• TWan
    October 18, 2008 at 9:23 pm

    Great information and thanks for sharing.

  • Cotton Heart
    October 20, 2008 at 4:26 am

    Very good setup, especially because it includes back lights which people so often forget – and are so very helpful.

    Dark shadows can also be removed by bouncing the light, a white cardboard or very thick white paper can do the trick.

  • Jan
    October 21, 2008 at 4:25 pm

    Thanks for the helpful info. Just curious, what is TSB?

  • Michelle
    October 21, 2008 at 5:07 pm

    Thank you for sharing that most valuable tip! We want more of your tips and tricks!

  • hsp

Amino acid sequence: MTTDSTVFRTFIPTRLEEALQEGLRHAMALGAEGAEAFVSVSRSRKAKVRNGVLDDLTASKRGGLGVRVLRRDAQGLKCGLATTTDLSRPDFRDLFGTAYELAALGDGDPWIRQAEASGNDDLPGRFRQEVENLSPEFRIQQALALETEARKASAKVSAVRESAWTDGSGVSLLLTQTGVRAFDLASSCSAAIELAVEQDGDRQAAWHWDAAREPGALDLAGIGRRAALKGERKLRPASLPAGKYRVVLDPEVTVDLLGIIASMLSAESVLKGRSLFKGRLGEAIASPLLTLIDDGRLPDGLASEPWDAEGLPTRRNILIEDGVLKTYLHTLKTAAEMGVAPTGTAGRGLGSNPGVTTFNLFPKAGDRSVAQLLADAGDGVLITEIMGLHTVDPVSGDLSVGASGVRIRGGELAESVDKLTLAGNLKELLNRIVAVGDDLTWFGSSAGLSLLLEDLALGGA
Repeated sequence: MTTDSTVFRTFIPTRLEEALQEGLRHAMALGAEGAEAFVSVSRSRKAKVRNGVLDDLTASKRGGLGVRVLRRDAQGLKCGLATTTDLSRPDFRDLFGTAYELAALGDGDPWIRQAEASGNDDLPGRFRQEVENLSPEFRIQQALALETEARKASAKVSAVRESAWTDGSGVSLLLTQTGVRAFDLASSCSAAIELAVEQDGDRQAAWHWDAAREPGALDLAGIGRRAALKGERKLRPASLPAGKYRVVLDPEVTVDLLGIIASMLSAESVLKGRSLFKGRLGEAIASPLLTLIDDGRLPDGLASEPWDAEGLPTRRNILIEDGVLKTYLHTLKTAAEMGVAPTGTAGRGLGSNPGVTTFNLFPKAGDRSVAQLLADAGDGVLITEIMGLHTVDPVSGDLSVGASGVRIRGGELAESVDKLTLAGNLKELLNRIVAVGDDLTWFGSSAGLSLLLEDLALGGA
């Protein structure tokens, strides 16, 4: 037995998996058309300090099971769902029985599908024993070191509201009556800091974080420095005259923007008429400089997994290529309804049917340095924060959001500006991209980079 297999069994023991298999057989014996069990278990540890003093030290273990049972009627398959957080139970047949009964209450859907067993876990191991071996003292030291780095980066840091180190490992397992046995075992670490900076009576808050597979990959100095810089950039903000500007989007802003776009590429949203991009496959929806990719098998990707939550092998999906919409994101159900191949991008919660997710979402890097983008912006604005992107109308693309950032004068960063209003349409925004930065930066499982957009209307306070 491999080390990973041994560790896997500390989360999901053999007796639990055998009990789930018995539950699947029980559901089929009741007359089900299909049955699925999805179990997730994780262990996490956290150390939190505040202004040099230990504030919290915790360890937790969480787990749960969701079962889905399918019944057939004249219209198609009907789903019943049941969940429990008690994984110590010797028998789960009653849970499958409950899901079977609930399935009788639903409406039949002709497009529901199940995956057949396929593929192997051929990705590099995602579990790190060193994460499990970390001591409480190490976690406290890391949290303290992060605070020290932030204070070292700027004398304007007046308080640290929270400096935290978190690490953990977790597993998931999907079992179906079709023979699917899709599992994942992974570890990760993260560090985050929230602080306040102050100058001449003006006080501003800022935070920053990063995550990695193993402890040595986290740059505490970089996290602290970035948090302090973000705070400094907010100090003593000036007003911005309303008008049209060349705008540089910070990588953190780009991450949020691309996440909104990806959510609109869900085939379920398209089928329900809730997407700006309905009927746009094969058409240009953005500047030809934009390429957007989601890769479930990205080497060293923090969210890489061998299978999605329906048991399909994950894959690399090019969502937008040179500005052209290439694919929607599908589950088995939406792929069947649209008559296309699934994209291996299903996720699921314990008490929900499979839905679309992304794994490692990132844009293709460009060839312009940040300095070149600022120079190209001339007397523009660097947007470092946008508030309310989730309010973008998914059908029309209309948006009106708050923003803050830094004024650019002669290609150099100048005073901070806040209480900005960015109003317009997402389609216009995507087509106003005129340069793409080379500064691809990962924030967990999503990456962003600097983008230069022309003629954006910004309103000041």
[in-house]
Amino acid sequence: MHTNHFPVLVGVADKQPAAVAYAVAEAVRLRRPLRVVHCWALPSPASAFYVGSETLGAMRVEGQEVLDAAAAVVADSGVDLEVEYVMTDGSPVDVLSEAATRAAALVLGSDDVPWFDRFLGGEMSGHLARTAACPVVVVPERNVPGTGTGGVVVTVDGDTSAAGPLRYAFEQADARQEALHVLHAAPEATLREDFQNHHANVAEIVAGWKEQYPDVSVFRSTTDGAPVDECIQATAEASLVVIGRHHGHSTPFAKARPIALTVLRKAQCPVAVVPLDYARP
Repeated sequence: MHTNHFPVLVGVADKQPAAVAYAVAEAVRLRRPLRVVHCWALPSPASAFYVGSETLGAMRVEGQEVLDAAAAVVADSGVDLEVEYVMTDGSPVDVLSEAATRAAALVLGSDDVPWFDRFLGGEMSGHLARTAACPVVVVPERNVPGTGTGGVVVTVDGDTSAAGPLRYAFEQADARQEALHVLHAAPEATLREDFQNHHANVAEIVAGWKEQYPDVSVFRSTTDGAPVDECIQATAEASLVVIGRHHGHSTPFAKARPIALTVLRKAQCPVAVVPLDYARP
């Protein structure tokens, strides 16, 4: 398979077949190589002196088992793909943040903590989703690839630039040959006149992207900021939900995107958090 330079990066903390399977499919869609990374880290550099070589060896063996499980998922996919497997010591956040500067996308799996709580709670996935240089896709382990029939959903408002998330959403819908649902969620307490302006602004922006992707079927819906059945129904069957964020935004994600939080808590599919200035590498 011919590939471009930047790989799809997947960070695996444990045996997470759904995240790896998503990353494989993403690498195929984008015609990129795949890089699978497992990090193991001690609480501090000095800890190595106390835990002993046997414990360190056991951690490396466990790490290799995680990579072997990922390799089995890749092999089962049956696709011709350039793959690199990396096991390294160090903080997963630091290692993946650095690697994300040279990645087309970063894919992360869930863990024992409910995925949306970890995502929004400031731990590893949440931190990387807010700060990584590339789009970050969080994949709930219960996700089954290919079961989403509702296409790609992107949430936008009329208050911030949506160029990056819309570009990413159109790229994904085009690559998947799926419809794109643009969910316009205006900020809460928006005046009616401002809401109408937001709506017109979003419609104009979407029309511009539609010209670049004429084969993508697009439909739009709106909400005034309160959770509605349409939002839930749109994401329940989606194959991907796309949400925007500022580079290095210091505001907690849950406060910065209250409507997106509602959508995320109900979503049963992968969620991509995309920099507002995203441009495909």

October 25, 2008 at 7:23 pm

    You’re getting a grey image because your camera is averaging the ambient light for a percentage of grey. If you’re using M mode, over expose by 1 stop. If you’re shooting in Av, set the Exposure Compensation for +1.

    Alternatively, shooting fully manual, meter off a grey card and then take the photo using those exposure settings.

    From there you shouldn’t need to do as much PS manipulation.

  • Katie
    October 31, 2008 at 11:13 am

    Great tutorial! I’ve been meaning to set up a box like this for ages… you make it seem easy enough, so I might as well! ;)

  • Kate
    November 6, 2008 at 10:35 am

    i didn’t read the other comments but you can also put tracing paper over the lights to diffuse it a little bit! great tutorial!

  • chezus
    November 12, 2008 at 1:24 am

    Great piece. What kind of daylight bulbs are you using?? Thanks!

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  • Misha Ashton
    March 27, 2009 at 6:49 pm